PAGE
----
Matthew Vaughn’s comic book adaptation has come under much criticism for its profanities, specifically the c word from the 11 year old hit-girl character played by Chloe Mortez. However Vaughn defended the film from such criticism by saying he has yet to receive a single complaint, but it now appears that the films stream of bad language and particularly the violence of Hit-Girl has caused South Korean officials to ban the film from its cinema screens.A Clockwork Orange? Apocalypse Now? When someone says someone "has a history" of doing something (like banning offensive films), I'm imagining that they do it a lot or regularly; I'm not imagining that you have to actually go back into history to find an example. Orange and Now were from the Park Chunghee era (the latter just barely), some three or four decades ago.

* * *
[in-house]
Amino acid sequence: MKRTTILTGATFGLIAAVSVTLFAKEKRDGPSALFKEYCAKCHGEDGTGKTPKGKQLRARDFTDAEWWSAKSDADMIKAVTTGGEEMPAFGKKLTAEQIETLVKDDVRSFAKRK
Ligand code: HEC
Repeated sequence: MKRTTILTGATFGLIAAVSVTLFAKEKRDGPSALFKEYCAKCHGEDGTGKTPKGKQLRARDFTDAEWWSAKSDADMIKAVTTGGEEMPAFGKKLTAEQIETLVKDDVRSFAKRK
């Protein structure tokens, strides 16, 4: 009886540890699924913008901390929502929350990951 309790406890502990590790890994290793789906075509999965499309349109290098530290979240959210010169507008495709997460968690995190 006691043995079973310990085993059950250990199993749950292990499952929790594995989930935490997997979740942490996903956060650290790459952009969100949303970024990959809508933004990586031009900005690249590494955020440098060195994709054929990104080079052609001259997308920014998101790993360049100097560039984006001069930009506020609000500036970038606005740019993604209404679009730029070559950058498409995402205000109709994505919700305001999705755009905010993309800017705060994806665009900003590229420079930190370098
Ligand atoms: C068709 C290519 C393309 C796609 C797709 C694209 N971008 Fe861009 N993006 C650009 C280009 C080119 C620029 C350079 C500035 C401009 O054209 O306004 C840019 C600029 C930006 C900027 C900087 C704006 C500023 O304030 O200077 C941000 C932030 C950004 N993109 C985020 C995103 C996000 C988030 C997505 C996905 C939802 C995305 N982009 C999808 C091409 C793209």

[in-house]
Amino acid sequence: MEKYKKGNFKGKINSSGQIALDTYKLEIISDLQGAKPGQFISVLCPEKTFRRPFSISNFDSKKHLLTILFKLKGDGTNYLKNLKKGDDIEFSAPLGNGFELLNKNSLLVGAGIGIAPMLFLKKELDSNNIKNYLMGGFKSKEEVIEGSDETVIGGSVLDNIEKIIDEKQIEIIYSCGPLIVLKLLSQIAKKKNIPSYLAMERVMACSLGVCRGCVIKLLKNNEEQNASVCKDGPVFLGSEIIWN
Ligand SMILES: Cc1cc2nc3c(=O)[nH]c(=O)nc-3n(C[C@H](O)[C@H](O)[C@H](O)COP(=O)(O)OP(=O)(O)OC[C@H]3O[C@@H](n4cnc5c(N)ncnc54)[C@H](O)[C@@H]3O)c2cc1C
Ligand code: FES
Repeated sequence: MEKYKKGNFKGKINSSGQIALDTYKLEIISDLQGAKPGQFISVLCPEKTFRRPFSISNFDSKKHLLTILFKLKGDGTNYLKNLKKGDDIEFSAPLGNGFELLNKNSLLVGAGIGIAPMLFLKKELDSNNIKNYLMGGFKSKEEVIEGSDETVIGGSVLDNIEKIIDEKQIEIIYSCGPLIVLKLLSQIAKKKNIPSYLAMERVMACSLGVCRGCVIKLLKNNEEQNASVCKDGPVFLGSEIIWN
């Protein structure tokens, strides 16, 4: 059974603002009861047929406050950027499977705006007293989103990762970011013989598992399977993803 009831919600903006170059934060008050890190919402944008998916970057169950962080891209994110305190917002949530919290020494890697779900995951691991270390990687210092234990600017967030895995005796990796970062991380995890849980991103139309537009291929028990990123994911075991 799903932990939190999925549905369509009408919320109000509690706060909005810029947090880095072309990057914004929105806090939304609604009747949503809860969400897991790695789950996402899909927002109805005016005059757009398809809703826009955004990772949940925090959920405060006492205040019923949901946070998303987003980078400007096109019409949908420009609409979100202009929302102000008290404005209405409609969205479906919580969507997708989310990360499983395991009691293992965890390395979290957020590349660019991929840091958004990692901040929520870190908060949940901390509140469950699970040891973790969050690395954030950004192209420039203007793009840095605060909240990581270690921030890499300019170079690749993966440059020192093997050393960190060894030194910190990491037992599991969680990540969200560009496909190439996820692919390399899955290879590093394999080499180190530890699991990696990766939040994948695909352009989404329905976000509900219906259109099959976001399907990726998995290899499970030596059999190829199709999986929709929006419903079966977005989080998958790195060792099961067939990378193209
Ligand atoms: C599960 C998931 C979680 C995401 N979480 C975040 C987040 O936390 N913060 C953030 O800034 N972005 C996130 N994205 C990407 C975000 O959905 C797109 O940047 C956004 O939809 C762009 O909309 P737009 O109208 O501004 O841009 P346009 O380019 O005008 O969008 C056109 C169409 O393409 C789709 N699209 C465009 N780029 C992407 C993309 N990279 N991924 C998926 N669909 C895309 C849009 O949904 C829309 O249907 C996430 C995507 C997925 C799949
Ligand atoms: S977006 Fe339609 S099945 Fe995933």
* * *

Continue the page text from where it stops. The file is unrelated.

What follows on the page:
South Korea has a history of banning offensive films – only last year the poster for Park Chan-wook’s Thirst was banned, and they have previously banned films including Kubricks A Clockwork Orange, horror thriller Scream and Apocalypse Now.
Anyway, as one of those prudes who thinks movies and TV have pushed the envelope too far when it comes to pushing envelopes, I'm glad the authorities are still willing to say "Whoa!" to a film every now and then.